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CREATE TABLE EMPLOYEE (
 employeeNumber VARCHAR (15) NOT NULL, 
employeeName VARCHAR (20) NOT NULL, 
department VARCHAR (10) NOT NULL,
 phone INT NOT NULL,
PRIMARY KEY (employeeName, department)

CREATE TABLE DEPARTMENTS( 
department VARCHAR (10) NOT NULL,
 department Code VARCHAR(10) NOT NULL, 
department Name VARCHAR(30) NOT NULL, 
FOREIGN KEY (department)
REFERENCES EMPLOYEE (department)

CREATE TABLE EMAIL_INFO(
 employee Name VARCHAR (20) NOT NULL,
 email VARCHAR (30) NOT NULL, 
FOREIGN KEY (employeeName)
 REFERENCES EMPLOYEE (employeeName)
);
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  • You got your foreign keys backwards; you'd reference departments primary key from from employees, not the other way around.
    – mustaccio
    Commented Jun 3, 2020 at 15:25

2 Answers 2

-2

You have some problems in your code in mysql.

You can't use column manes with spaces, at least not without backticks like you see in the table departments.

The referenced columns need an index, your table employee has a primary key, but because it is a double column you can not use it. in emploee and department your code also fell short in a parenthesis and semicolon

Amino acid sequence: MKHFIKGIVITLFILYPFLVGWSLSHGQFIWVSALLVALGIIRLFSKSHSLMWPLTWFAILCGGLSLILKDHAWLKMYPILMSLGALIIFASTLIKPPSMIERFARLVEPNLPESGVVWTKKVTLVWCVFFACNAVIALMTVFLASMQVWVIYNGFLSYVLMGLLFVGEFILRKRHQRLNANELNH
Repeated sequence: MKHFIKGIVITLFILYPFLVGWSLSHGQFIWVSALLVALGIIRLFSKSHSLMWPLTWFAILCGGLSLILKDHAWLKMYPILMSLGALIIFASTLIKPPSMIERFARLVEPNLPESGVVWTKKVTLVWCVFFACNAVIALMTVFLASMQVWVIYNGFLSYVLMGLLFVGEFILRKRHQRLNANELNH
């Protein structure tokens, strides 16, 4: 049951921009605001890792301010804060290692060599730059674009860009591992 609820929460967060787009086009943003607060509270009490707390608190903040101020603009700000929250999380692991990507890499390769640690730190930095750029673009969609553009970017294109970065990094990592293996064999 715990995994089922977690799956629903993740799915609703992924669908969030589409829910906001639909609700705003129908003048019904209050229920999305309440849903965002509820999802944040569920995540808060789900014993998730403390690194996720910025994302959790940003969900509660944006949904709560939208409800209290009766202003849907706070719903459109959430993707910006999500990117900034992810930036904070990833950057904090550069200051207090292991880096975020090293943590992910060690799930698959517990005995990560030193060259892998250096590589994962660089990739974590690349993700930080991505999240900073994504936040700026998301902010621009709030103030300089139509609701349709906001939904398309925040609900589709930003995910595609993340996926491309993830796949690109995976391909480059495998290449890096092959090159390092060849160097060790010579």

CREATE TABLE EMPLOYEE (
 employeeNumber VARCHAR (15) NOT NULL, 
 employeeName VARCHAR (20) NOT NULL, 
 department VARCHAR (10) NOT NULL,
 phone INT NOT NULL,
 INDEX (employeeName),
 INDEX (department),
PRIMARY KEY (employeeName, department)
);

CREATE TABLE DEPARTMENTS( 
 department VARCHAR (10) NOT NULL,
 `department Code` VARCHAR(10) NOT NULL, 
 `department Name` VARCHAR(30) NOT NULL, 
 FOREIGN KEY (department)
   REFERENCES EMPLOYEE (department));

CREATE TABLE EMAIL_INFO(
 `employee Name` VARCHAR (20) NOT NULL,
  email VARCHAR (30) NOT NULL, 
 FOREIGN KEY (`employee Name`)
   REFERENCES EMPLOYEE (employeeName)
);
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  • Thank you very much. I had noticed the missing colon and parentheses. I don't know how I didn't copy it. Your answer is really helpful. Commented Jun 3, 2020 at 17:58
0

From MySQL documentation:

MySQL requires indexes on foreign keys and referenced keys so that foreign key checks can be fast and not require a table scan. In the referencing table, there must be an index where the foreign key columns are listed as the first columns in the same order. Such an index is created on the referencing table automatically if it does not exist. This index might be silently dropped later if you create another index that can be used to enforce the foreign key constraint. index_name, if given, is used as described previously.

You need to create corresponding indexes on EMPLOYEE table.

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